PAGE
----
Ms Khunou continued that it was SITA’s job to consolidate and coordinate the state’s IT resources. It was in a similar position to the Department of Public Works (DPW), which undertook building projects on behalf of departments. SITA was also responsible for outsourcing. There had been problems the year before with Mr Keating. SCOPA was interested in consequences. A culture had to be inculcated of awareness that funds did not belong to government entities. People were reluctant to pay tax because money was being played with. She told the SAPS delegates that SAPS knew what the SITA services were. She asked what had made SAPS come up with the name of FDA.

The Chairperson told Ms Khunou that the police had also done their own investigation, and owed the Committee a report like the one presented by SITA.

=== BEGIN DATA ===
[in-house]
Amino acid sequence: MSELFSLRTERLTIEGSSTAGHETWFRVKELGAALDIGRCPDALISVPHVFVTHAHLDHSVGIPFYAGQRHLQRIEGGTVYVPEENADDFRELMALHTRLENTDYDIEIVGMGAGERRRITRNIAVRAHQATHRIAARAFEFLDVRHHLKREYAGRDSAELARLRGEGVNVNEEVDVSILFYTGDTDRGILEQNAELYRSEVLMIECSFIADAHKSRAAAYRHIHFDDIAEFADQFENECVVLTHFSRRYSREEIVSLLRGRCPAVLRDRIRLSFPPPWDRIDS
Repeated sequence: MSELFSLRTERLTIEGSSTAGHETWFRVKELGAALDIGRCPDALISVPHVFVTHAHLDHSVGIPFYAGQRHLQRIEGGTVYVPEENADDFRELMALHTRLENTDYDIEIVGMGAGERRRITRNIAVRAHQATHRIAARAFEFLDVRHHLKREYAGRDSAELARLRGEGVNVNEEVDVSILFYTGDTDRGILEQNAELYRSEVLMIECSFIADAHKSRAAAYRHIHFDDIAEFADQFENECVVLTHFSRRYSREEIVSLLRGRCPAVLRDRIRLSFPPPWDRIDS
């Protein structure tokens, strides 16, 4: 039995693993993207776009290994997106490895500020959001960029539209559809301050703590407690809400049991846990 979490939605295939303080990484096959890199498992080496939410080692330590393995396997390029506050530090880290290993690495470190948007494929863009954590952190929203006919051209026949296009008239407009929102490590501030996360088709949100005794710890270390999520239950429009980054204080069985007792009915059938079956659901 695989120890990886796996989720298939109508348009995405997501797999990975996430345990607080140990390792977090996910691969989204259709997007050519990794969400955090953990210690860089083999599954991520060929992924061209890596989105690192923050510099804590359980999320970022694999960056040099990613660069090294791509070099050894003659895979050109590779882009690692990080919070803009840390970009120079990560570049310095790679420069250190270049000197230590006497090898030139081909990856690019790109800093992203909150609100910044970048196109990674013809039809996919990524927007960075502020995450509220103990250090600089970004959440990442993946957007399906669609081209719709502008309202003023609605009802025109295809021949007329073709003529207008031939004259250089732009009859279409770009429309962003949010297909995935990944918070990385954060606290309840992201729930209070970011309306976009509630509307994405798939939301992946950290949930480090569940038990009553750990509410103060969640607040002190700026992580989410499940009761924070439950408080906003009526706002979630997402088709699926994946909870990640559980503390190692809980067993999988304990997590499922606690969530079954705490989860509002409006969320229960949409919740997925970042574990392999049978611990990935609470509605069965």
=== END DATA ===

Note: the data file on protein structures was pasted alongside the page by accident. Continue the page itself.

Ms Khunou asked what the National Treasury (NT) and the Auditor-General (AG) prescribed in respect of cancelling of contracts, if a contract was obtained irregularly.

The Chairperson asked members of the Treasury present if fraudulent contracts could be cancelled.

A Treasury official replied that contracts could be cancelled if the supplier misrepresented information.

Ms Khunou said that a lot of money had been spent on litigation. She asked if Treasury regulations had been adhered to, and how much had been spent.

Mr Tendani Mphaphuli, Head: SITA Legal Services, replied that once an administrative decision had been made, a contract could not be cancelled at will. A court of law had to determine if the contract was unlawful. The contract with FDA had been cancelled, and FDA had taken SITA to court. SITA had defended the cancellation. If the right process resulted in a court order, money could be recouped.

The Chairperson asked how much had been spent on litigation.

Mr Mphaphuli replied that it was R3.5 million.

Ms Khunou congratulated SITA on people being sentenced for the unlawful renewal of contracts. She asked Mr Mohapi how many people were in the CEO’s office.

Mr Mohapi replied that there was no CEO office. He worked through the Executive Committee, with its divisions of Internal Audit, Supply Chain Management (SCM), Legal Services and others.